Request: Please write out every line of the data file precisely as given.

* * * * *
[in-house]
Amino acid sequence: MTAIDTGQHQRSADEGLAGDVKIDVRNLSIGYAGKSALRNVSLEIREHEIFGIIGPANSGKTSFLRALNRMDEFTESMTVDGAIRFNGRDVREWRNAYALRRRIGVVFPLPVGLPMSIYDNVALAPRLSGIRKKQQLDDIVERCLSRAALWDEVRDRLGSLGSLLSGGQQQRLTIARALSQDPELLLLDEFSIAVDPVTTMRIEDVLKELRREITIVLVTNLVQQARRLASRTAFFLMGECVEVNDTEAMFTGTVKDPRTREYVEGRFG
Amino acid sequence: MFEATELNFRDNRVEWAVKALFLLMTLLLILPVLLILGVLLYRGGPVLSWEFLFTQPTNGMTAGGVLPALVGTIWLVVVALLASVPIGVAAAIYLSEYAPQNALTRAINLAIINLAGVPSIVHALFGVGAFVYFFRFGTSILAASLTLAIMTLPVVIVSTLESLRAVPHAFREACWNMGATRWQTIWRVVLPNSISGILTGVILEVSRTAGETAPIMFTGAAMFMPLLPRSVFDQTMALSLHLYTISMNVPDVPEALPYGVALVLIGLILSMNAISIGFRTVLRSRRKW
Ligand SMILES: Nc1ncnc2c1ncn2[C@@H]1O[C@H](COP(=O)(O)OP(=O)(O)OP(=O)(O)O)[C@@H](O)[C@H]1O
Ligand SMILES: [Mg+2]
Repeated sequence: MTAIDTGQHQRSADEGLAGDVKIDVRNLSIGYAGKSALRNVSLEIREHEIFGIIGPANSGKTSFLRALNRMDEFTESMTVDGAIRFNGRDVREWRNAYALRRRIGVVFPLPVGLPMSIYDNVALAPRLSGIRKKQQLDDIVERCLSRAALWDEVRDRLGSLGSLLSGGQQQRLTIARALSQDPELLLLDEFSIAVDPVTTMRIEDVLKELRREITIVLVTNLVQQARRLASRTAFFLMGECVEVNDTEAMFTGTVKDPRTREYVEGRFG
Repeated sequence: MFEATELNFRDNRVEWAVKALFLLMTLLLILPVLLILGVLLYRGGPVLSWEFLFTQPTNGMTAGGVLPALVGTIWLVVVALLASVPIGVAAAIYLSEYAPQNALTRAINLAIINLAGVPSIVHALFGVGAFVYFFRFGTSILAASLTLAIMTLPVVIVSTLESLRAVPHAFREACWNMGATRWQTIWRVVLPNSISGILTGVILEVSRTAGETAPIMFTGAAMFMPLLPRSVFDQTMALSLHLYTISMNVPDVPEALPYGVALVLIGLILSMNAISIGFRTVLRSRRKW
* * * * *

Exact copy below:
[in-house]
Amino acid sequence: MTAIDTGQHQRSADEGLAGDVKIDVRNLSIGYAGKSALRNVSLEIREHEIFGIIGPANSGKTSFLRALNRMDEFTESMTVDGAIRFNGRDVREWRNAYALRRRIGVVFPLPVGLPMSIYDNVALAPRLSGIRKKQQLDDIVERCLSRAALWDEVRDRLGSLGSLLSGGQQQRLTIARALSQDPELLLLDEFSIAVDPVTTMRIEDVLKELRREITIVLVTNLVQQARRLASRTAFFLMGECVEVNDTEAMFTGTVKDPRTREYVEGRFG
Amino acid sequence: MFEATELNFRDNRVEWAVKALFLLMTLLLILPVLLILGVLLYRGGPVLSWEFLFTQPTNGMTAGGVLPALVGTIWLVVVALLASVPIGVAAAIYLSEYAPQNALTRAINLAIINLAGVPSIVHALFGVGAFVYFFRFGTSILAASLTLAIMTLPVVIVSTLESLRAVPHAFREACWNMGATRWQTIWRVVLPNSISGILTGVILEVSRTAGETAPIMFTGAAMFMPLLPRSVFDQTMALSLHLYTISMNVPDVPEALPYGVALVLIGLILSMNAISIGFRTVLRSRRKW
Ligand SMILES: Nc1ncnc2c1ncn2[C@@H]1O[C@H](COP(=O)(O)OP(=O)(O)OP(=O)(O)O)[C@@H](O)[C@H]1O
Ligand SMILES: [Mg+2]
Repeated sequence: MTAIDTGQHQRSADEGLAGDVKIDVRNLSIGYAGKSALRNVSLEIREHEIFGIIGPANSGKTSFLRALNRMDEFTESMTVDGAIRFNGRDVREWRNAYALRRRIGVVFPLPVGLPMSIYDNVALAPRLSGIRKKQQLDDIVERCLSRAALWDEVRDRLGSLGSLLSGGQQQRLTIARALSQDPELLLLDEFSIAVDPVTTMRIEDVLKELRREITIVLVTNLVQQARRLASRTAFFLMGECVEVNDTEAMFTGTVKDPRTREYVEGRFG
Repeated sequence: MFEATELNFRDNRVEWAVKALFLLMTLLLILPVLLILGVLLYRGGPVLSWEFLFTQPTNGMTAGGVLPALVGTIWLVVVALLASVPIGVAAAIYLSEYAPQNALTRAINLAIINLAGVPSIVHALFGVGAFVYFFRFGTSILAASLTLAIMTLPVVIVSTLESLRAVPHAFREACWNMGATRWQTIWRVVLPNSISGILTGVILEVSRTAGETAPIMFTGAAMFMPLLPRSVFDQTMALSLHLYTISMNVPDVPEALPYGVALVLIGLILSMNAISIGFRTVLRSRRKW